Can We Model Generosity With Mathematics?

four celebrities and their donations – hemsworth $1000000, mariam (hs student) - 75, British Petroleum - $700000, Jeff Bezos – $700000

I posted that image on Twitter last week, asking:

Which of these bushfire relief donors was the most generous? What’s your ranking? What information matters here? What would your students say?

Some teachers quickly identified a connection to ratios.

Meanwhile, Lee Melvin Peralta critiqued ratios as too limited to fully model generosity.

I tend to side with George Box here, who wrote:

All models are wrong, but some are useful.

Anyone who thinks that proportional functions fully describe runners in a race, or that linear functions fully describe the height of a stack of cups, or that quadratic functions fully describe the height of objects under gravity, or that ratios fully describe generosity is, of course, kidding themselves.

But those models are all useful. Ratios are a useful way to think about generosity.

Emily Atkin originally stirred this question up for me in her fantastic climate change newsletter:

Chevron’s donation is paltry, however, given its earnings and relative contribution to the climate crisis. Not only is Chevron the second-largest historical emitter of all the 90 companies, it also earned about $15 billion in 2018. So a $1 million donation amounts to about .00667 of its yearly earnings. To the average American, that donation would amount to about $3.96.

So Atkin is evaluating generosity as ratio of net worth/earnings to donation size. But then she also considers the donor’s contribution to climate change.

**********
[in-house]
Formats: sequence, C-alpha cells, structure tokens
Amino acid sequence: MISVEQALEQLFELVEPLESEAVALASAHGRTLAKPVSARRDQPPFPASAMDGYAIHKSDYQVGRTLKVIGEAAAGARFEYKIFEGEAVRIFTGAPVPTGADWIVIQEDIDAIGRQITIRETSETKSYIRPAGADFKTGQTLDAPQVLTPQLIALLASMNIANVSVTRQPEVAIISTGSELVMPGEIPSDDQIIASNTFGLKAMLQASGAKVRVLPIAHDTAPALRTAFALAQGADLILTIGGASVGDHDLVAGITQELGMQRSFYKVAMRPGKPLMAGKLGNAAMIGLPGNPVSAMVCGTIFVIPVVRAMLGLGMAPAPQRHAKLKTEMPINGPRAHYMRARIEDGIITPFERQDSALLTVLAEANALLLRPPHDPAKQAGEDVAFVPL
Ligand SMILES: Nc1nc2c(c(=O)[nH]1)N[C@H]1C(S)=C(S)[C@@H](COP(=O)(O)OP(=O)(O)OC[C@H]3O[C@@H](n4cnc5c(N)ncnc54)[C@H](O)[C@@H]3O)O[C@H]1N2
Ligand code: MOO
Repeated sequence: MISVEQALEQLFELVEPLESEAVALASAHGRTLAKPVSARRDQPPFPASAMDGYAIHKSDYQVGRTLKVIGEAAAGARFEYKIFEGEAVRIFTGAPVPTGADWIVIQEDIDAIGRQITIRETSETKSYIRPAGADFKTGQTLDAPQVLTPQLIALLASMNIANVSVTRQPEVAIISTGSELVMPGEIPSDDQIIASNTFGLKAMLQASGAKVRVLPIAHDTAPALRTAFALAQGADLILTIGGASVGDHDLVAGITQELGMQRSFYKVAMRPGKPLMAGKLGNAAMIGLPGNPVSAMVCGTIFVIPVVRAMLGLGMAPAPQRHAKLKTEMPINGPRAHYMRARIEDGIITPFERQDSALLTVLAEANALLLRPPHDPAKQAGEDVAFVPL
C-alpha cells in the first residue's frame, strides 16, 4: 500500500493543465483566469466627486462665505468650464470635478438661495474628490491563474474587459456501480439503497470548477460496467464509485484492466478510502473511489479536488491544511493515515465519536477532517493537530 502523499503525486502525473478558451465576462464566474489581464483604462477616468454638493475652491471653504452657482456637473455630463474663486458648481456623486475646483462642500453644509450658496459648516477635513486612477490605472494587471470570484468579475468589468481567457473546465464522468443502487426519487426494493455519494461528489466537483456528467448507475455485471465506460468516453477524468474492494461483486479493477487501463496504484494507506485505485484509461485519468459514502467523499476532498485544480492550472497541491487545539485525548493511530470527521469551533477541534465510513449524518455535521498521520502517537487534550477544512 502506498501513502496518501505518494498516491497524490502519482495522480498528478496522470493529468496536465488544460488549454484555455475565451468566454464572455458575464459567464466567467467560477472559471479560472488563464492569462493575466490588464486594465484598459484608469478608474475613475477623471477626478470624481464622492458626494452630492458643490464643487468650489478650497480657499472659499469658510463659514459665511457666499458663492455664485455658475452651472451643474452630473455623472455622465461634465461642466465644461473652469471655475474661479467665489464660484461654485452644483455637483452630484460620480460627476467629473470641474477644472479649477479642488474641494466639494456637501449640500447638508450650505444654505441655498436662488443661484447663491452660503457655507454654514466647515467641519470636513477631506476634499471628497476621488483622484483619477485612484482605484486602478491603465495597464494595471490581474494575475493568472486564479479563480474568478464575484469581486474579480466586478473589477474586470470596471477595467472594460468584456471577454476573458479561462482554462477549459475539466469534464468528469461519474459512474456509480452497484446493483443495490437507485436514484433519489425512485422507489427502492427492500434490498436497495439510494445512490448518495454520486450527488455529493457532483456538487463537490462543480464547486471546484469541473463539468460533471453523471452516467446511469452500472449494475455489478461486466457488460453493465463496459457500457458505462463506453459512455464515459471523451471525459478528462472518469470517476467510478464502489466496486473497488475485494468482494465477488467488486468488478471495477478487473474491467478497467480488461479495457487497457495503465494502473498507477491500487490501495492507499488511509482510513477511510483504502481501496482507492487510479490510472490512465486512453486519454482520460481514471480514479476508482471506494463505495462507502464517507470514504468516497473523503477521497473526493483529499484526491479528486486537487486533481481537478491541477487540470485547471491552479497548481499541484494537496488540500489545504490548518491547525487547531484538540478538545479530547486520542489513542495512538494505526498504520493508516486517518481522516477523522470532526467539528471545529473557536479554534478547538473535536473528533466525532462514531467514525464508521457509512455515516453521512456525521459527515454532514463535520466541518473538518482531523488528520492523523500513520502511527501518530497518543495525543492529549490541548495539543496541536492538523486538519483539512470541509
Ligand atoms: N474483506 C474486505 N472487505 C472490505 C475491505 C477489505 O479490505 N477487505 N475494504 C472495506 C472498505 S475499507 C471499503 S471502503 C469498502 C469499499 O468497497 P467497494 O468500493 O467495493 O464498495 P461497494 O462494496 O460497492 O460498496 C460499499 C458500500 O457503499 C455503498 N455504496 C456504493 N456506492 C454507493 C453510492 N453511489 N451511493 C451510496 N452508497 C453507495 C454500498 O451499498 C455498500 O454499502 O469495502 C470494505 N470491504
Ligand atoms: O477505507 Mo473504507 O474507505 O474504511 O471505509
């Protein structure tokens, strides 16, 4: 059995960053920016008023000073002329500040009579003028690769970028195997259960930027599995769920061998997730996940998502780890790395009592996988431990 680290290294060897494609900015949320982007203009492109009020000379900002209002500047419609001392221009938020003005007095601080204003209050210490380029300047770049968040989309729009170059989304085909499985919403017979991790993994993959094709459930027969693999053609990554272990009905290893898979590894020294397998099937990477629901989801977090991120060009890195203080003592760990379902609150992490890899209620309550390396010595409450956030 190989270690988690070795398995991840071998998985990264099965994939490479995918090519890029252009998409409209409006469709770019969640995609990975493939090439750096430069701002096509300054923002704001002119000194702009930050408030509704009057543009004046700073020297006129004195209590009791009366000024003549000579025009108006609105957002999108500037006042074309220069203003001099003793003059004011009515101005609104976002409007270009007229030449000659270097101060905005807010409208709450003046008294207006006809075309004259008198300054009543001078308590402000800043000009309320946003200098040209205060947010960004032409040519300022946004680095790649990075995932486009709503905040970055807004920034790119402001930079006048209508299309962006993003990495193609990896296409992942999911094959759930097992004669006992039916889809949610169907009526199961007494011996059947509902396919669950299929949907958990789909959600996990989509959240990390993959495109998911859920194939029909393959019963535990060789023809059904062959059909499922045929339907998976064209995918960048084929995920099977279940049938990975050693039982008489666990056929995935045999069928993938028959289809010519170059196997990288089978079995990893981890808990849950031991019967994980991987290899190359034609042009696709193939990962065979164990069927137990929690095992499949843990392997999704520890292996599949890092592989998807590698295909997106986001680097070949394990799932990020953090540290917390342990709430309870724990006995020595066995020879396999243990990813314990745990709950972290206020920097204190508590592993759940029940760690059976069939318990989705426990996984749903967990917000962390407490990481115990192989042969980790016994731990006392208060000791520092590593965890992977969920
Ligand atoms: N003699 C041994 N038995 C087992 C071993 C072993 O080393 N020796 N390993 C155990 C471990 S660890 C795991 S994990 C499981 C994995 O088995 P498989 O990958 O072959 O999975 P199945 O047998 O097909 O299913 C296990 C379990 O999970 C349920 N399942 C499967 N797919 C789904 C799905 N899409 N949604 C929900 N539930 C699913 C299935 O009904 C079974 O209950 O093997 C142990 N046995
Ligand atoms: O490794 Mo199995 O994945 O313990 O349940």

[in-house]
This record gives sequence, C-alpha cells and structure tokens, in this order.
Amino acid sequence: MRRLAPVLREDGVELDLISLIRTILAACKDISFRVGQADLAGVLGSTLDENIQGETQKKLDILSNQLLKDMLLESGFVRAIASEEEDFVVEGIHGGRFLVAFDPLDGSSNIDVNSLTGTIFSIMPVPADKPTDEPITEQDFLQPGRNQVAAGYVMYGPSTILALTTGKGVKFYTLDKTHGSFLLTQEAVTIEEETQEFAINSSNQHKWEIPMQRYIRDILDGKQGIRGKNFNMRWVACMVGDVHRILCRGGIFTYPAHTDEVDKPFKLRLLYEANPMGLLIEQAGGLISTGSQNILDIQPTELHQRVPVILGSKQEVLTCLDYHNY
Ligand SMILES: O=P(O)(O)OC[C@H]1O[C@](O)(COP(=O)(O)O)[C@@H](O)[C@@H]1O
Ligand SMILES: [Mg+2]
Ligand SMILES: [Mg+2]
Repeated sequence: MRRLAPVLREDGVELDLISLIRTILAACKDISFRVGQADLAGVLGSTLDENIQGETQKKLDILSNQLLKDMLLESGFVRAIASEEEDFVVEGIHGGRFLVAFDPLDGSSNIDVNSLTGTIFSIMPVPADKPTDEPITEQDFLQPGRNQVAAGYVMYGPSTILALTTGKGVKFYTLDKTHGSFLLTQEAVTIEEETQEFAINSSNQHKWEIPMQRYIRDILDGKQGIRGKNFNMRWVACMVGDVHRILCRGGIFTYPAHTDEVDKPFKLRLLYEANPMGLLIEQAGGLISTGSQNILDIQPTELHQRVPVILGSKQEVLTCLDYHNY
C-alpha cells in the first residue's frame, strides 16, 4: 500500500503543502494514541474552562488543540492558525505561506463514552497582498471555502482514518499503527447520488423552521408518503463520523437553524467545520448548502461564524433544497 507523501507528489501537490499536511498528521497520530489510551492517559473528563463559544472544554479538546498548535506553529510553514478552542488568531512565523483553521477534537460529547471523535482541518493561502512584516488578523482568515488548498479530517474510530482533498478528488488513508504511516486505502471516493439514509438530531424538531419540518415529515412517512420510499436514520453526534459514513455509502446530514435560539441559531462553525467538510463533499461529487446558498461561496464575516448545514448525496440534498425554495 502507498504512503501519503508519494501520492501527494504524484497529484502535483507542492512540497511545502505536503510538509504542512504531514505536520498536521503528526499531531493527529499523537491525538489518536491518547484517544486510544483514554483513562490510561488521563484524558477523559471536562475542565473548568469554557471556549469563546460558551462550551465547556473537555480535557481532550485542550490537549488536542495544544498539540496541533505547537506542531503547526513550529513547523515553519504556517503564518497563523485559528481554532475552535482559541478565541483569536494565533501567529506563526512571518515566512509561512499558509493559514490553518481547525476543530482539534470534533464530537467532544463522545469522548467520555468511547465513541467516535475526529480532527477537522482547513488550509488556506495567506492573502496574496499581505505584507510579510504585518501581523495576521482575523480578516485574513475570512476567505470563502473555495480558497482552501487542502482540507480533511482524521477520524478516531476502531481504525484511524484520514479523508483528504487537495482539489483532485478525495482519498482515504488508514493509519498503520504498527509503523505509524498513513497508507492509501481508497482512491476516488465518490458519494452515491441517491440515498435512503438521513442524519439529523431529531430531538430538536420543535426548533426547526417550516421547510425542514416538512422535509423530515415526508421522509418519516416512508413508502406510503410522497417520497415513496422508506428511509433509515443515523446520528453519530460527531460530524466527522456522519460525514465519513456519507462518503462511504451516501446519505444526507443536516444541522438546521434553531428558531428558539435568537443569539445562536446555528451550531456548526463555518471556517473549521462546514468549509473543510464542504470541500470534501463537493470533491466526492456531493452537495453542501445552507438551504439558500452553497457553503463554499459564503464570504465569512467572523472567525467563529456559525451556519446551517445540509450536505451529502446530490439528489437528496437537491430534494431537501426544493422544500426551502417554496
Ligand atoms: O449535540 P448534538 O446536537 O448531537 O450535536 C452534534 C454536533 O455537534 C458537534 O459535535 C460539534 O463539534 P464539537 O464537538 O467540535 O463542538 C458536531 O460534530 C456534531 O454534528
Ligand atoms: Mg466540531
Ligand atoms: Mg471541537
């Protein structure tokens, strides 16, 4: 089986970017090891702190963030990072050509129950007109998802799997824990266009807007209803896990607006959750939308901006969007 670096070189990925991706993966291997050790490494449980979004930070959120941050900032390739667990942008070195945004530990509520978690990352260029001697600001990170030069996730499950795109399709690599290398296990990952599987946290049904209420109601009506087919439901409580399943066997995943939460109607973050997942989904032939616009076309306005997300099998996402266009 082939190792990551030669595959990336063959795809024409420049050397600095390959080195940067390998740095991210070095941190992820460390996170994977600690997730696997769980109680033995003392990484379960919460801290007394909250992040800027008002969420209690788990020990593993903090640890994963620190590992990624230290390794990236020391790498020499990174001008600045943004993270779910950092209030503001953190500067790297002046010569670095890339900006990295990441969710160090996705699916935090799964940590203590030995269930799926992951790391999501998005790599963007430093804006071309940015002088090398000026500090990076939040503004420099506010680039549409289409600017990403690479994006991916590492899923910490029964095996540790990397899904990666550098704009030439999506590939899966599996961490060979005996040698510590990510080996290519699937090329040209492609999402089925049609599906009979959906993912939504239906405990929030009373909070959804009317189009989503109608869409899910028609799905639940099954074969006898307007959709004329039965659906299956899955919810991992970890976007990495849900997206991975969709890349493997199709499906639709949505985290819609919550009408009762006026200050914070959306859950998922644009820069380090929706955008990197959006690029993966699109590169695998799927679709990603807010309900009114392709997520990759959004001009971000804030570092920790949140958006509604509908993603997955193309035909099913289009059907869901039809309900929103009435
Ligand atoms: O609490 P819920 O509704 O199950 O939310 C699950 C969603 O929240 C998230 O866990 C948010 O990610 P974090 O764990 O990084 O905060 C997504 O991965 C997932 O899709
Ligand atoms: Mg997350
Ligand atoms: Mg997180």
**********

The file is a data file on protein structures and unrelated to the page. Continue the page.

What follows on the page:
The model is complex and grows more complex!

One teacher wanted to add fame and notoriety to our model, something Chris Hemsworth donates that Mariam might not. (Maybe she’s a TikTok teen, though. We can only speculate.) I talked with someone who lives in Australia about this question, and she said Hemsworth is less generous than someone from another country donating the same amount because of his identity as an Australian citizen. Robyn V wondered how to evaluate time donations, and even the donation of one’s life.

So ratios aren’t a perfect model for generosity, but they do offer us an important insight that, under some circumstances, someone who donates $75 is more generous than someone who donates one million dollars, which one teacher noted is a quantity that is really hard for students to fathom!

One teacher preparation program asked the question:

If the ambiguity of the original question strikes you as anything other than a feature, then please don’t risk the conversation.

If you go into the conversation presupposing a model for generosity rather than admitting to yourself in advance that all the models are broken, you’re likely to diminish students who suggest variables you had already excluded.

Okay, yes, um, ‘whether or not someone lives in Australia.’ Okay, that’s one idea, but can I get some other ideas, please? Perhaps ones more related to the math we’ve been studying?

All of these models are complex. All of them are certainly broken. And all of them offer you the opportunity to celebrate and build on your students’ curiosity and contextual knowledge, an experience that is all too rare for students in math class.

BTW: Shout out to Christelle Rocha for her observation that individual generosity is no way to solve the climate crisis.

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I'm Dan and this is my blog. I'm a former high school math teacher and current head of teaching at Desmos. He / him. More here.

4 Comments

    • Btw. I think this answers the question that has been stewing about modeling and defining “real world” vs. “non-real world”
      Obviously in the pure world of mathematics all models are perfect! It isn’t until we try and apply them to the “real world” that they become broken.

  1. Reply

    Loved the comment, “interestingly fuzzy or annoyingly vague?” – because in many ways that encapsulates the Dan Meyer style of questions!

    Throw up an annoyingly vague question, then let the room straighten it out and tell you what they “should” be answering

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